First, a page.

But wait a minute! All the above is true, but it's not the reason I started this post. I wanted to weigh in on one of the critical questions of our time, which 'place in sun' posed in his most recent post? What are the 12 saddest songs of all time? Do you love sad songs too? The ones that make you tingle with miserable joy? If so, check out his (unfinished) choices here. The videos are amazing -- Springsteen's "The River" took me to such an exalted peak of regret for the splendid stupidity of youth that I nearly died & went to heaven.

Anyway, here are a few of my own candidates for 'place in sun's' list. These might (or might not) eventually appear on his excellent blog, parade music in a quiet room .

"One More for the Road," Frank Sinatra -- (is that Doris Day in the vid?)

"Talk to Me of Mendocino," Kate & Anna McGarrigle, with Rufus Wainwright

"The Brand New Tennesse Waltz," Jesse Winchester

Two more I thought of & found but couldn't download from YouTube (site maintenance).
"I'm So Lonesome I Could Cry," Hank Williams
"Cat's Cradle," Harry Chapin

I'm out of gas. Who's next?

Monday, December 8, 2008

Late autumn, Prospect Park

Caged tree, late autumn
"Caged tree, late autumn, Prospect Park," Tim Connor, All rights reserved

Tuesday, December 2, 2008

Screen people

"When technology shifts, it bends the culture," Kevin Kelly wrote last month in "Becoming Screen Literate" (NY Times Magazine --11/23/08). I'd say that's indisputable. Yet I'm always surprised at how many people shift & bend without seeming to notice, let alone resist. They adapt (as humans have always done). The new magic is too potent. In the face of it, resistance is futile. Why not obey? And, if you have no choice, why not adapt in style?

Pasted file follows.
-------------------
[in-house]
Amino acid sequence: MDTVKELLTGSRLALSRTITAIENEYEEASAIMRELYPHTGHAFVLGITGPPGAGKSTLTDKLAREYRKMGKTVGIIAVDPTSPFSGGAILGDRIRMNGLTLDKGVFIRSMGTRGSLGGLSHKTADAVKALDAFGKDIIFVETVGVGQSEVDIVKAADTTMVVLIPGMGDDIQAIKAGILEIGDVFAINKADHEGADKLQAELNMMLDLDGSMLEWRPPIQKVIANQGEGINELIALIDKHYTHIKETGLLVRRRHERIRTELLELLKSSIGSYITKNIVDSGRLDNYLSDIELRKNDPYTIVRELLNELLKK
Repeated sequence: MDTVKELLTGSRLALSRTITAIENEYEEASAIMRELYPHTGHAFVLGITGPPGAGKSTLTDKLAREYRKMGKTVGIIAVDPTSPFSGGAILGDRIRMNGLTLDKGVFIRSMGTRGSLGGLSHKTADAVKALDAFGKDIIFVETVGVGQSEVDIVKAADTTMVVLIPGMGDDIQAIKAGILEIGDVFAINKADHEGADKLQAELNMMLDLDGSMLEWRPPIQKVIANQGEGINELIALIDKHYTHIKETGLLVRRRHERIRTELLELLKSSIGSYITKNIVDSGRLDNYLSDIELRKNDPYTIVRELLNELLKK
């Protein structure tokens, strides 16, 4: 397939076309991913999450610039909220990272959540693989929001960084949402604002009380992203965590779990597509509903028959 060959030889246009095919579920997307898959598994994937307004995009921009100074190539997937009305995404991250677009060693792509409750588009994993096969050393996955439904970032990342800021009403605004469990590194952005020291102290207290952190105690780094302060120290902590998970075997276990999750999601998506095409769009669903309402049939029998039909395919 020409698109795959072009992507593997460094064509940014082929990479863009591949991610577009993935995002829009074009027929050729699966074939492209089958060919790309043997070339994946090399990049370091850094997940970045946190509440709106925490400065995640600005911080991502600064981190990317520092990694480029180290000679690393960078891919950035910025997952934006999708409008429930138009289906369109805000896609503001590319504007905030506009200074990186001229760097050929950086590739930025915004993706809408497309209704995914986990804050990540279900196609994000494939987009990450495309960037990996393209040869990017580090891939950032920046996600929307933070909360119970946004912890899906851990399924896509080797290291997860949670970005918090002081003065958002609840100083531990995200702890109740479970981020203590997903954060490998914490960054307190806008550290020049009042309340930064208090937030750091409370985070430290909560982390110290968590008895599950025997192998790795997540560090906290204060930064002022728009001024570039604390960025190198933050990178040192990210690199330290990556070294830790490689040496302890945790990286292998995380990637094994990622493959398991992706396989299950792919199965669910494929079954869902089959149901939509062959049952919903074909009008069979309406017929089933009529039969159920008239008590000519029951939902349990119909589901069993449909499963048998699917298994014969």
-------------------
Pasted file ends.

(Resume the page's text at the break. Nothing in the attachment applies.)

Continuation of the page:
Dialin' & stylin'-- textin' & nextin'
"Texting," Tim Connor, All rights reserved

In fact, Kelly's important & generally well-done article is not at all about what I wrote above. That's my thing. I do plan to write more about Kelly's ideas in upcoming posts. But first, a last curmudgeonly swipe at the techno-utopian aria that ends the piece & is, to my mind, too typical of the way we imagine technology. I thought this kind of rapture writing went away when the dot com bubble burst.

"With our fingers we will drag objects out of films and cast them in our own movies. A click of our phone camera will capture a landscape, then display its history, which we can use to annotate the image. Text, sound, motion will continue to merge into a single intermedia as they flow through the always-on network. With the assistance of screen fluency tools we might even be able to summon up realistic fantasies spontaneously. Standing before a screen, we could create the visual image of a turquoise rose, glistening with dew, poised in a trim ruby vase, as fast as we could write these words. If we were truly screen literate, maybe even faster. And that is just the opening scene."

Wow! Watch out, you closet romantics. Nerd heaven is starting to sound like Coleridge on two grains of opium.

In Xanadu did Kubla Khan
A stately pleasure-dome decree :
Where Alph, the sacred river, ran
Through caverns measureless to man
Down to a sunless sea...